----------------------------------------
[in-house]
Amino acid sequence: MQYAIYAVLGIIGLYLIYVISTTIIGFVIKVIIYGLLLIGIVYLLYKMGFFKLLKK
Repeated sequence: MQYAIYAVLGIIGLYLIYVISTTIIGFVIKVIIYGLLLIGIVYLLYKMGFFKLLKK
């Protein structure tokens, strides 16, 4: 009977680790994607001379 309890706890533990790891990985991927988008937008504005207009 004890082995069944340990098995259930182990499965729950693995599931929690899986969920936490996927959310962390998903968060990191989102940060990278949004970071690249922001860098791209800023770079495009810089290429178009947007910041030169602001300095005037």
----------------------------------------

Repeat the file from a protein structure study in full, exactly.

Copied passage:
[in-house]
Amino acid sequence: MQYAIYAVLGIIGLYLIYVISTTIIGFVIKVIIYGLLLIGIVYLLYKMGFFKLLKK
Repeated sequence: MQYAIYAVLGIIGLYLIYVISTTIIGFVIKVIIYGLLLIGIVYLLYKMGFFKLLKK
């Protein structure tokens, strides 16, 4: 009977680790994607001379 309890706890533990790891990985991927988008937008504005207009 004890082995069944340990098995259930182990499965729950693995599931929690899986969920936490996927959310962390998903968060990191989102940060990278949004970071690249922001860098791209800023770079495009810089290429178009947007910041030169602001300095005037």